Thulisile Sithole - Proud Homeowner
Thulisile Sithole (33) is a member of Ikhwezi SCG (savings and credit group) in Limehill, a peri-urban area in Ladysmith, KwaZulu-Natal, South Africa. The SCG – among the first to be formed in the area in in October 2012 – currently has 20 members, three men and 17 women.
Thulisile is married and has three children aged seven, five and one. She also adopted her brother-in-law’s daughter (now aged five) when he passed away. Her husband (41) works in Johannesburg and so she lives much of the time alone with the children. Thulisile is unemployed making her husband the primary breadwinner. The money that Thulisile saves with her SCG is the money she gets from her husband who earns $600 per month.
Every month he sends money to them and visits every other month. Some of her husband’s salary is spent on groceries for Thulisile and the children. They have two store accounts at OK Furniture and Edgars, which he settles. He also has to put aside money for transport to work and his groceries.
Since joining the savings and credit group, Thulisile has managed to save one to five shares per month at a value of $10 per share.
Before joining the group Thulisile and her family stayed in a two-roomed house and they had a separate rondavel as a kitchen. The couple had long thought about extending their house but did not have enough money. However, Thulisile’s husband did start saving up for an extension and at the beginning of 2013 they managed to start with the building. They bought sand for $60, blocks for $180, cement for $246, and paid the builder half his fee, which was $2 000 in total. The materials were not enough to finish the house and they still needed doors and windows. Thulisile suggested to her husband that they borrow from her SCG. By then Thulisile had saved enough shares to get the amount they needed to buy the materials to finish the house. Thus she took the loan and her husband helped her pay it back.
When the couple found they did not have money to pay the builder his outstanding fee, they approached the SCG again. An amount of $1 000 was still outstanding. Thulisile borrowed $700 from the SCG and asked her sister, who was also saving with another SCG, to lend her $300. Thus they were able to finish paying the builder and they paid back all their loans.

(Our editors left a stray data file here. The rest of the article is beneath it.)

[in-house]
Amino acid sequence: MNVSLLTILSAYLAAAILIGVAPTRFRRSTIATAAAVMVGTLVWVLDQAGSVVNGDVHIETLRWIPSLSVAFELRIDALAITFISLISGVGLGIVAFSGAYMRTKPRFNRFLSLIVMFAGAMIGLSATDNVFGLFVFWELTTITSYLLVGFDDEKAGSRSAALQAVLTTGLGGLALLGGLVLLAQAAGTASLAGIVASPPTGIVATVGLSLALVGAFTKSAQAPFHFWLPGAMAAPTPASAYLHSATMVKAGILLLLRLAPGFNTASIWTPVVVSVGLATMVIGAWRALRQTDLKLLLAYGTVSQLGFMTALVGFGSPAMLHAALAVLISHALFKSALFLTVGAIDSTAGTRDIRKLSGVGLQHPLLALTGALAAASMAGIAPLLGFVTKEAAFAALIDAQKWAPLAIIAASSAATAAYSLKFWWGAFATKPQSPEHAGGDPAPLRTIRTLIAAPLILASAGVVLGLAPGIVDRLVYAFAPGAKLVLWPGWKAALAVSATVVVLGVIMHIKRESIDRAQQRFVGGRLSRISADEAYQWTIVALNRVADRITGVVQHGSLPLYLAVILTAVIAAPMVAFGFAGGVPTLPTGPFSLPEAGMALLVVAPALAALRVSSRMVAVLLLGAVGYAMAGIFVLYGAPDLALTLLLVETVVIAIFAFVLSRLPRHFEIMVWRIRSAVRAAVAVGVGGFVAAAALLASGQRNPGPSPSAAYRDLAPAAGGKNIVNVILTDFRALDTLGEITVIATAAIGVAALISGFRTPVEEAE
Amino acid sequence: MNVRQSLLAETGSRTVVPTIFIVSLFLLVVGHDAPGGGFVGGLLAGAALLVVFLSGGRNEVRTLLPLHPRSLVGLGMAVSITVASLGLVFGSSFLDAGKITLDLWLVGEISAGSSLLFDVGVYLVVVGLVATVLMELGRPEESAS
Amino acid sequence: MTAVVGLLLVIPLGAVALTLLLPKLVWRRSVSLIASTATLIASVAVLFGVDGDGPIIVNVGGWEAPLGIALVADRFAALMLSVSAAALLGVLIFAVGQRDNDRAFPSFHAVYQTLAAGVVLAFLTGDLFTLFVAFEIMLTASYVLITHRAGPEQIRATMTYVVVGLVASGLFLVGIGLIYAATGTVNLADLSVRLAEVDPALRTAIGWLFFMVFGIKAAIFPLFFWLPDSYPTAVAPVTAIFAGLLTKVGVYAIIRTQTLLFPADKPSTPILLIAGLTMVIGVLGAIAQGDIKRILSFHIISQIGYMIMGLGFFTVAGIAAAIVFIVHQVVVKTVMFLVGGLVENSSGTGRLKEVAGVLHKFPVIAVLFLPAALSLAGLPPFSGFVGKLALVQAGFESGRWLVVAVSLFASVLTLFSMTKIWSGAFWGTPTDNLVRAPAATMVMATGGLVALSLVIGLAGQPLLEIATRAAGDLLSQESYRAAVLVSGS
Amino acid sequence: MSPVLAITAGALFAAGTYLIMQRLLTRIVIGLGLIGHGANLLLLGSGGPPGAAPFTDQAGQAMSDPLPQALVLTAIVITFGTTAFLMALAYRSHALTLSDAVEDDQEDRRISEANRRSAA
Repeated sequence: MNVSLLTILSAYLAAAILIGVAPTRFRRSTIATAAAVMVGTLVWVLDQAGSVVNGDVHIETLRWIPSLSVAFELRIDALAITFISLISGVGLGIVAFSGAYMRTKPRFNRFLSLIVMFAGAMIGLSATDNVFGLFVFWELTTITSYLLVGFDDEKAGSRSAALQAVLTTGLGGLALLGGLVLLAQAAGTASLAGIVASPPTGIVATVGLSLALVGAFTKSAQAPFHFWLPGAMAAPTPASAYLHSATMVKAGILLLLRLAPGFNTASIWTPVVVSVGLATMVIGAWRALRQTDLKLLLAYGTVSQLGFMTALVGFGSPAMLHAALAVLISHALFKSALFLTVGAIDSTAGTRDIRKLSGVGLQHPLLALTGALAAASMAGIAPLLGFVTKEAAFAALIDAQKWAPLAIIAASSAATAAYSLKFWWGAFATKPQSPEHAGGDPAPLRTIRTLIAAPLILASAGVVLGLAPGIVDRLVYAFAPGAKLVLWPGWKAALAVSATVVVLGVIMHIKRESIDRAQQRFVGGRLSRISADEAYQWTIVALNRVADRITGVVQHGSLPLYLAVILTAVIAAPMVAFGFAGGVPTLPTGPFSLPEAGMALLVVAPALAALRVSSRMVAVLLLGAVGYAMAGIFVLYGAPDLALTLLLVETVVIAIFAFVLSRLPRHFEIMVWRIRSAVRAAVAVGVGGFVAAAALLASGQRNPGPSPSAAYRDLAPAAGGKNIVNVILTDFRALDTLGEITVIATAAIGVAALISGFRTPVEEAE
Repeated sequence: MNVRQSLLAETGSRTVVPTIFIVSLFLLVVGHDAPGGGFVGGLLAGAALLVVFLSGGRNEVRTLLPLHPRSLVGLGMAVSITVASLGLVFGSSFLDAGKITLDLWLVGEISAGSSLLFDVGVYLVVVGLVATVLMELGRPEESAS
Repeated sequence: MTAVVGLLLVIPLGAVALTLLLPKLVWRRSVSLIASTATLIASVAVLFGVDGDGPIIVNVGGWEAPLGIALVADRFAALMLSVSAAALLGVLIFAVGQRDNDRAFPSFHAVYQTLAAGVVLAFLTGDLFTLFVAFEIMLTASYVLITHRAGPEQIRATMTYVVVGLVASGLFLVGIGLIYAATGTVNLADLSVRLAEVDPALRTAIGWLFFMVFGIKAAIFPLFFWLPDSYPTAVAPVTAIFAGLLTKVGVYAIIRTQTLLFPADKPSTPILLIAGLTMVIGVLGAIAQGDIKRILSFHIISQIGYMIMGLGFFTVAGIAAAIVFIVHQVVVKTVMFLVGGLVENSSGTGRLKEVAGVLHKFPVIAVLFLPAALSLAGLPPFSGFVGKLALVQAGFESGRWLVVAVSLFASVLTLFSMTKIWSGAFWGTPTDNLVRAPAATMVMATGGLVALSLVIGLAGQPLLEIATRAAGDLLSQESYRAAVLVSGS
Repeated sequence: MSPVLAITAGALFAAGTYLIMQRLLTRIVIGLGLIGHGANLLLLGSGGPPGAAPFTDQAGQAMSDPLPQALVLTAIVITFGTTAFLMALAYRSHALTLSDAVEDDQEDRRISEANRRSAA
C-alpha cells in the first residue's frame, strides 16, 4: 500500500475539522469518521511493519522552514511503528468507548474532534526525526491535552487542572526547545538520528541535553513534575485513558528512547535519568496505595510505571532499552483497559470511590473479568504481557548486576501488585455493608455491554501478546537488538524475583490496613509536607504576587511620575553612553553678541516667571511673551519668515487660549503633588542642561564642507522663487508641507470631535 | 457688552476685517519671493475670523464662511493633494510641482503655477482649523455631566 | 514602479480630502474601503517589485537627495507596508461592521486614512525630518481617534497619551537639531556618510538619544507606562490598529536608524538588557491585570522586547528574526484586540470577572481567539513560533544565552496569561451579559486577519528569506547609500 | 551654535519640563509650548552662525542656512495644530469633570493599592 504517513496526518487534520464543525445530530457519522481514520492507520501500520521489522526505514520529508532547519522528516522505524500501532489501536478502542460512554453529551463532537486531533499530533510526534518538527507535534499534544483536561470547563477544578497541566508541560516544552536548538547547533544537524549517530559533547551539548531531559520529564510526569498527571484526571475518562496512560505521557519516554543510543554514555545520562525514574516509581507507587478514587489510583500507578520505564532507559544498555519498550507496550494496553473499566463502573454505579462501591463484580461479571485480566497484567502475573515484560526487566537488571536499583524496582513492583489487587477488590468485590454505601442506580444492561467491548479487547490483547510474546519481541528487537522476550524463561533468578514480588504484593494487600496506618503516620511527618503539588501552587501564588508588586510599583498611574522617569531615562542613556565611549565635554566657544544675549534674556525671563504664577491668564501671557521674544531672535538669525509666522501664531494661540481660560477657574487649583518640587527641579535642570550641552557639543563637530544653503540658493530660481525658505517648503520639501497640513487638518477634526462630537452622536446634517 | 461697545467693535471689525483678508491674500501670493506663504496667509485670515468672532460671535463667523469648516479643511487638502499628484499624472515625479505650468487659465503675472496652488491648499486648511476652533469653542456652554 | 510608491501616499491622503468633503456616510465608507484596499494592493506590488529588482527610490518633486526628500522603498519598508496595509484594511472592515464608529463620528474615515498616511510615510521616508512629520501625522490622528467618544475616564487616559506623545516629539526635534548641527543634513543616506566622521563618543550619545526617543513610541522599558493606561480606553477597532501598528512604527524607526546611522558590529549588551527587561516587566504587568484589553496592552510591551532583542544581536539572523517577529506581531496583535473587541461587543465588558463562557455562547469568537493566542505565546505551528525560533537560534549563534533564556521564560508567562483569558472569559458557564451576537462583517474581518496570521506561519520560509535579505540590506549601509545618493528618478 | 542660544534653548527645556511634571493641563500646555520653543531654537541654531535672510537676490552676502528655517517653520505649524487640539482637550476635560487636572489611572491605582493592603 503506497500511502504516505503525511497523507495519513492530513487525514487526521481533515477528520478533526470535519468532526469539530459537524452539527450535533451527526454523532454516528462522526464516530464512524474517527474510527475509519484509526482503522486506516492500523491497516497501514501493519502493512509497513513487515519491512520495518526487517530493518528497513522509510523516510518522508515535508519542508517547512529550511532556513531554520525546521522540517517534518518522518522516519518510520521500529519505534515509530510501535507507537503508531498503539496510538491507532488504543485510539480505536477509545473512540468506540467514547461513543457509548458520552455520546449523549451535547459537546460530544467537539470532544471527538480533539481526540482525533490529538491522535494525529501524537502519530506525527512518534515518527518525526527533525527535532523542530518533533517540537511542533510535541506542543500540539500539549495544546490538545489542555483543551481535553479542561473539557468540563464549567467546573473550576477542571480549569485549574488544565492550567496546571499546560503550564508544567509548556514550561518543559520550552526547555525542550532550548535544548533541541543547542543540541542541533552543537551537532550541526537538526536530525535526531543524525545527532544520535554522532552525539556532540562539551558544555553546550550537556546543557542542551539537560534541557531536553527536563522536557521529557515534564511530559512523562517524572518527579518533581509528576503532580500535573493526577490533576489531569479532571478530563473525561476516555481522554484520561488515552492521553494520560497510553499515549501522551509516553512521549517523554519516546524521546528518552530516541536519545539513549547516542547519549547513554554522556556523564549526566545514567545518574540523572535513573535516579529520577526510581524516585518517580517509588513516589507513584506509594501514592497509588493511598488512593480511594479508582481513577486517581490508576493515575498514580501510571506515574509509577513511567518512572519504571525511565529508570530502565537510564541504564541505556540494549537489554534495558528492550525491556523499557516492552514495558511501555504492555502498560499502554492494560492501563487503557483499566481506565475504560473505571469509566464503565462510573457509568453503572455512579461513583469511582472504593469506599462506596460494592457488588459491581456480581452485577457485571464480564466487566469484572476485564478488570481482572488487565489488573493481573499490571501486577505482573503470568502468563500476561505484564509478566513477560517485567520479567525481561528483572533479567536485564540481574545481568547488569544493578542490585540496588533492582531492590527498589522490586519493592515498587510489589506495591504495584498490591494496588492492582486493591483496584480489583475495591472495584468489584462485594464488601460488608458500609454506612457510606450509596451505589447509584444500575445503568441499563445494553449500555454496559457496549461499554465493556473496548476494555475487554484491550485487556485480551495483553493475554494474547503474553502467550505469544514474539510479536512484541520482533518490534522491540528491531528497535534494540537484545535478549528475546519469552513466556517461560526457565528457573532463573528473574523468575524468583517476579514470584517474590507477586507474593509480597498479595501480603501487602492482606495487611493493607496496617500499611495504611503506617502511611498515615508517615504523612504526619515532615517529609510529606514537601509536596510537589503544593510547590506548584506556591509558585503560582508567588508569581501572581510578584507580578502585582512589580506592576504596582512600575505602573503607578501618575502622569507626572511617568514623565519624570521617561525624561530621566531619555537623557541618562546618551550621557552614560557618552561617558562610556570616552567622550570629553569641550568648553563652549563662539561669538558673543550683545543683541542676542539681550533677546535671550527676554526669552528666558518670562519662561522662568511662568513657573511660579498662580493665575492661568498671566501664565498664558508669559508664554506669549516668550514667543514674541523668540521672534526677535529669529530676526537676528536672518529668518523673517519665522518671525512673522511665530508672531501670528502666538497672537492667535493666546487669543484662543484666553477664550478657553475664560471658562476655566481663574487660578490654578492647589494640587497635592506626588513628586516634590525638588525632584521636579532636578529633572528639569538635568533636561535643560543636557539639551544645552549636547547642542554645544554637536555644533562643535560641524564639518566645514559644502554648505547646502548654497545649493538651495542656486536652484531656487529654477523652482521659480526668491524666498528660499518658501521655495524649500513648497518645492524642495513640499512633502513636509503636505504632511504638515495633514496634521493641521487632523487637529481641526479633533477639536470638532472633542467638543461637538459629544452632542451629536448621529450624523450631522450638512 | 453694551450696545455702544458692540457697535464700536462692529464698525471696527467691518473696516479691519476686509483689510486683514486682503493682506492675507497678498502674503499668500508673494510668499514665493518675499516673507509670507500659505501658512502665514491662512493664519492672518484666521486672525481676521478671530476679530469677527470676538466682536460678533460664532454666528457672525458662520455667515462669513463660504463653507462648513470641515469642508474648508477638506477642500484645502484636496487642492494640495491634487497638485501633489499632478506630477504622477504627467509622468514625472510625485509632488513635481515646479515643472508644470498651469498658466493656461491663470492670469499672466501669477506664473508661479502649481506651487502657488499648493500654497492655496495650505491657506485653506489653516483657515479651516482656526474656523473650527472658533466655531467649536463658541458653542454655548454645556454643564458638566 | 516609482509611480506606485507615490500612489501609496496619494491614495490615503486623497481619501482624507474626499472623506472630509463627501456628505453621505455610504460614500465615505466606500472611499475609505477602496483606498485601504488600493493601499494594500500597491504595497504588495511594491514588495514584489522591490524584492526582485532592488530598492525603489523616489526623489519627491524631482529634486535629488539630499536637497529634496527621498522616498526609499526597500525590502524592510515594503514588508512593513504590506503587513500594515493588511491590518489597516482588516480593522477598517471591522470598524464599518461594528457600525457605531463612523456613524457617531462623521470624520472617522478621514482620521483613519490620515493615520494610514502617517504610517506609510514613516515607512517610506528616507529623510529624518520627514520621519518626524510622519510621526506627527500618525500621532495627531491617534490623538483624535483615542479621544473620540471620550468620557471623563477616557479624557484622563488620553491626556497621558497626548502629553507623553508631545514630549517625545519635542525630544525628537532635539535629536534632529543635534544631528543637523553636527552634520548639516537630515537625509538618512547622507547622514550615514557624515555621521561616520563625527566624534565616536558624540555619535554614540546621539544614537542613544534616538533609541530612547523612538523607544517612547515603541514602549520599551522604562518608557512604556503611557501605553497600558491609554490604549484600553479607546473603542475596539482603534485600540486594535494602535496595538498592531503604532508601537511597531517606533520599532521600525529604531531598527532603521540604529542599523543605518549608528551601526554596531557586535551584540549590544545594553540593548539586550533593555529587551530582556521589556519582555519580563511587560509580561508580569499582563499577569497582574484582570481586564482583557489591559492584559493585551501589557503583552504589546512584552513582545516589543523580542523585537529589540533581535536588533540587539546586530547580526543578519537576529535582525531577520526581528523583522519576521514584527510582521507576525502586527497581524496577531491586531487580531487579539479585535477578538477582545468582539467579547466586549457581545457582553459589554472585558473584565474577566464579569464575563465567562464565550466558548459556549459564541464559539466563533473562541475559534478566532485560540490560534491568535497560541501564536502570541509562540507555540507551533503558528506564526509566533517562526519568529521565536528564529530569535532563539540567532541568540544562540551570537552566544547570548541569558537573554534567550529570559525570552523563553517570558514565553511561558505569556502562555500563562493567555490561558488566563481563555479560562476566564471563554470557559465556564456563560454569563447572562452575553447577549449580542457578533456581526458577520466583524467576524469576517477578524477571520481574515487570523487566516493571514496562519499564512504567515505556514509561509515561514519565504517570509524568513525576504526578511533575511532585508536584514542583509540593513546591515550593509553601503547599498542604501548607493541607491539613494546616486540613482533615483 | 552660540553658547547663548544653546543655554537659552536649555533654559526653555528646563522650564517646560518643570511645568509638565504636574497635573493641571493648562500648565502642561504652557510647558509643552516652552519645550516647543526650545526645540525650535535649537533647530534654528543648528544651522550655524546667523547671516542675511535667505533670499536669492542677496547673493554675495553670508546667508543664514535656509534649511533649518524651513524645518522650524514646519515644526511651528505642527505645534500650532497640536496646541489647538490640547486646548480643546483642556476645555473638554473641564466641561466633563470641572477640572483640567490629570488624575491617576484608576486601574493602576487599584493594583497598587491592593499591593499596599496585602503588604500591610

The Sitholes then needed to buy roofing material. The quoted cost of the roof was $3 700. Thulisile’s husband applied for a bank loan, but only qualified for $3 000. They accepted the $3 000 and put it in as a deposit and waited for share-out. On the day of the share-out, Thulisile’s SCG had managed to collectively save $6 874 and she received $755. She took $700 from the share-out money to pay off the roof and the house was finally completed.
Her husband pays around $40 a month for the loan he took from the bank.
Thulisile admits her house still needs plastering in and out, some furniture, ceilings, floor tiles and a veranda. However, the family is already staying in the house and she says she believes that she will obtain all the above-mentioned items one by one with the help of the SCG.
“If it was not for SaveAct, my house would not have been finished by this time. It was going to take me another year or two before I could live in this house. Thank you SaveAct for SCGs,” she says.
This year Thulisile joined a second group called Inkanyezi on behalf of her husband who sends money every month to be saved.
Thanks Paul for posting this story. I want to acknowledge Nomthy Mbonambi, a SaveAct field officer, for compiling it, and bringing to life the complex ways in which people 'make a plan'.
Mon, July 21, 2014 | Anton Krone
Thanks Pual for posting this story, I feel hounored. I would also like to say that we at SaveAct appreciate that members of groups are happy to share these stories with us, letting us know how the savings model has impacted on their lives. This helps us as an organisation to reflect. thank you.
Wed, July 23, 2014 | Nomthandazo Mbonambi